Show Less

Orphans of the One or the Deception of the Immanence

Essays on the Roots of Secularization

Series:

Alba Papa-Grimaldi

Through a collection of essays in metaphysics, epistemology and ethics, this book explores the evolution of the idea of the One and Many.
Since Parmenides’ dichotomy of One and Many, the One of the ancient cosmogonies has been reduced to a pole of our thought, a sterile identity which has been identified with truth but cannot bring forth nor give order to the Many. The author reflects on how the Parmenidean dichotomy has led, for many centuries after Parmenides, to the metaphysical attempts to reduce the Many to the One, causing unsolvable epistemological problems, and to the metaphysical dissolution of the One in the Many of time, causing the moral crisis of the West. Further, this study analyses the epistemic and spiritual impasse of the West and shows a possible solution to this problem: to unearth the forgotten dichotomy, the key to understand millenarian philosophical problems, such as consciousness, movement and causality, which are deadlocked because they all stem from the reduction of temporal phenomena within the framework of a rational thought which is unable to account for the non-identical.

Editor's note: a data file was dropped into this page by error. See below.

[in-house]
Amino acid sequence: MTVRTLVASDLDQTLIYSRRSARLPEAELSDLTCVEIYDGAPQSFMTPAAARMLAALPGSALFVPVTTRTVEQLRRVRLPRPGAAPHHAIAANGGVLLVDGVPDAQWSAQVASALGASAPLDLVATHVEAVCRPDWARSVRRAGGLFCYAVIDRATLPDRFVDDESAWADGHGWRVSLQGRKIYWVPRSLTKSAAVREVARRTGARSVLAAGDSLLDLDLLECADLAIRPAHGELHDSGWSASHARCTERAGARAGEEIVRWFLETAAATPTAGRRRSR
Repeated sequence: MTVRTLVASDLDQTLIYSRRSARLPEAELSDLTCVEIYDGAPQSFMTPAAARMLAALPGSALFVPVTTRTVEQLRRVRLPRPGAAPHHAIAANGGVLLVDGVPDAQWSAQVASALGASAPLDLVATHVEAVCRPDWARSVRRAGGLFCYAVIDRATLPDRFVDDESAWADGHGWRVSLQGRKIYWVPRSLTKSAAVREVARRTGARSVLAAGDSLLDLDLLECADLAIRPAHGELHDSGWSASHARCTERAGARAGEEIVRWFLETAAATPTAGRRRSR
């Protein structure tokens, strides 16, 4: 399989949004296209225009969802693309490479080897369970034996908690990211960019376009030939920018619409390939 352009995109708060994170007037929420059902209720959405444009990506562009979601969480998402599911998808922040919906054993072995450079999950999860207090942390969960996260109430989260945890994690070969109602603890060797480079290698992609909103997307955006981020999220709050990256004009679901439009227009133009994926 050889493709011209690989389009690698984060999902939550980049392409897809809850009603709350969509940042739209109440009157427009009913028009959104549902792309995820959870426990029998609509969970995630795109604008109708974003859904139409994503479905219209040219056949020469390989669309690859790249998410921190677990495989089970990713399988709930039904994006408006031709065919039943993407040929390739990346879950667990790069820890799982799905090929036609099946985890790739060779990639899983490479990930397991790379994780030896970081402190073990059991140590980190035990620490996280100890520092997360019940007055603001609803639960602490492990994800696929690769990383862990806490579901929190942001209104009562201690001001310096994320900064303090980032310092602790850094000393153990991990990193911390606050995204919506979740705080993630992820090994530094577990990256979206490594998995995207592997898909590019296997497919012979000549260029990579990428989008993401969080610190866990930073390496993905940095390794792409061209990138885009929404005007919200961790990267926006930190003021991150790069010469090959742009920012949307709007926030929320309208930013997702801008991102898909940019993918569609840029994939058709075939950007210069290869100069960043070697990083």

Prices

Show Summary Details
Restricted access

Essay V: A Phenomenal Theory of Causality 133

Extract

133 Essay V: A Phenomenal Theory of Causality Introduction In this article I will argue that the problem of causality arises in modern times in a logico-reductivistic framework which is incom- mensurable with the dimension of temporal relations. I will show further that Kant’s attack on Hume’s reductivistic treatment of causality, carried out in the Second Analogy, in which we can find fundamental insights in the phenomenal nature of causal relations, does not exploit fully the phenomenal status of causality, but falls back on the same logico-reductivistic framework with his ideas of ‘simultaneous causation’ and ‘vanishing quantities’. The affirmation of the Cogito, by Descartes, as the only truth, and so of the identity as the highest and ultimately only standard of truth had not been without consequences in the subsequent development of Western thought. The Cogito and the intellectual revolution that it conveyed opened the way to a critique of those principles of reason traditionally considered as self-evident. These, because they did not satisfy the requirement of a simple and self-evident truth as the Cogito did, could not be considered untouchable anymore. The first consequence of this reduction of truth to the identity was, in fact, Hume’s criticism of the classical concept of cause. That very unassailable principle of the ‘natural light’ that Descartes himself had employed as a lever in his first proof of the existence of God, now comes under investigation. The problem of causality in modern times arises then, I claim, in a logico-reductivistic framework which is...

You are not authenticated to view the full text of this chapter or article.

This site requires a subscription or purchase to access the full text of books or journals.

Do you have any questions? Contact us.

Or login to access all content.